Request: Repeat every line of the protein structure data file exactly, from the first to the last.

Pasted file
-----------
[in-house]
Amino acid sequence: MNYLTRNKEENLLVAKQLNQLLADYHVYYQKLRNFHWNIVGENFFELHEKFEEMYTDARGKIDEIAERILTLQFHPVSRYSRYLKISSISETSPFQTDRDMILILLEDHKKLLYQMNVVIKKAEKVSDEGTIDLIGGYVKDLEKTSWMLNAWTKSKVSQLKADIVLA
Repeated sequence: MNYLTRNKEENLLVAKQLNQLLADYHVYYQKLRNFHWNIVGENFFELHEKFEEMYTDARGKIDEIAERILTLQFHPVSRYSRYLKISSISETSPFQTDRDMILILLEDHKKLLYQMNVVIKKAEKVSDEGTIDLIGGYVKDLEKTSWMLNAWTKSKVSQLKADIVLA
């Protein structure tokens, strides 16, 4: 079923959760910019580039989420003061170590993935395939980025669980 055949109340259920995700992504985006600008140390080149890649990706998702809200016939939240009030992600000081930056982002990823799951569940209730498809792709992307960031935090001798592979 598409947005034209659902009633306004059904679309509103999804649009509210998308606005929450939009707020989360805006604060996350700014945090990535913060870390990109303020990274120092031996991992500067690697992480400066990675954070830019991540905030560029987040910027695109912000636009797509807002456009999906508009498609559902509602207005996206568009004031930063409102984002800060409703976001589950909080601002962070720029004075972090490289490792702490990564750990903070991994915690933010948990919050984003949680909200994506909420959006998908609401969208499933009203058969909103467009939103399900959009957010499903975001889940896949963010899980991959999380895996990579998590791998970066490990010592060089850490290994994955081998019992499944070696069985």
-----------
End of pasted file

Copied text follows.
[in-house]
Amino acid sequence: MNYLTRNKEENLLVAKQLNQLLADYHVYYQKLRNFHWNIVGENFFELHEKFEEMYTDARGKIDEIAERILTLQFHPVSRYSRYLKISSISETSPFQTDRDMILILLEDHKKLLYQMNVVIKKAEKVSDEGTIDLIGGYVKDLEKTSWMLNAWTKSKVSQLKADIVLA
Repeated sequence: MNYLTRNKEENLLVAKQLNQLLADYHVYYQKLRNFHWNIVGENFFELHEKFEEMYTDARGKIDEIAERILTLQFHPVSRYSRYLKISSISETSPFQTDRDMILILLEDHKKLLYQMNVVIKKAEKVSDEGTIDLIGGYVKDLEKTSWMLNAWTKSKVSQLKADIVLA
């Protein structure tokens, strides 16, 4: 079923959760910019580039989420003061170590993935395939980025669980 055949109340259920995700992504985006600008140390080149890649990706998702809200016939939240009030992600000081930056982002990823799951569940209730498809792709992307960031935090001798592979 598409947005034209659902009633306004059904679309509103999804649009509210998308606005929450939009707020989360805006604060996350700014945090990535913060870390990109303020990274120092031996991992500067690697992480400066990675954070830019991540905030560029987040910027695109912000636009797509807002456009999906508009498609559902509602207005996206568009004031930063409102984002800060409703976001589950909080601002962070720029004075972090490289490792702490990564750990903070991994915690933010948990919050984003949680909200994506909420959006998908609401969208499933009203058969909103467009939103399900959009957010499903975001889940896949963010899980991959999380895996990579998590791998970066490990010592060089850490290994994955081998019992499944070696069985």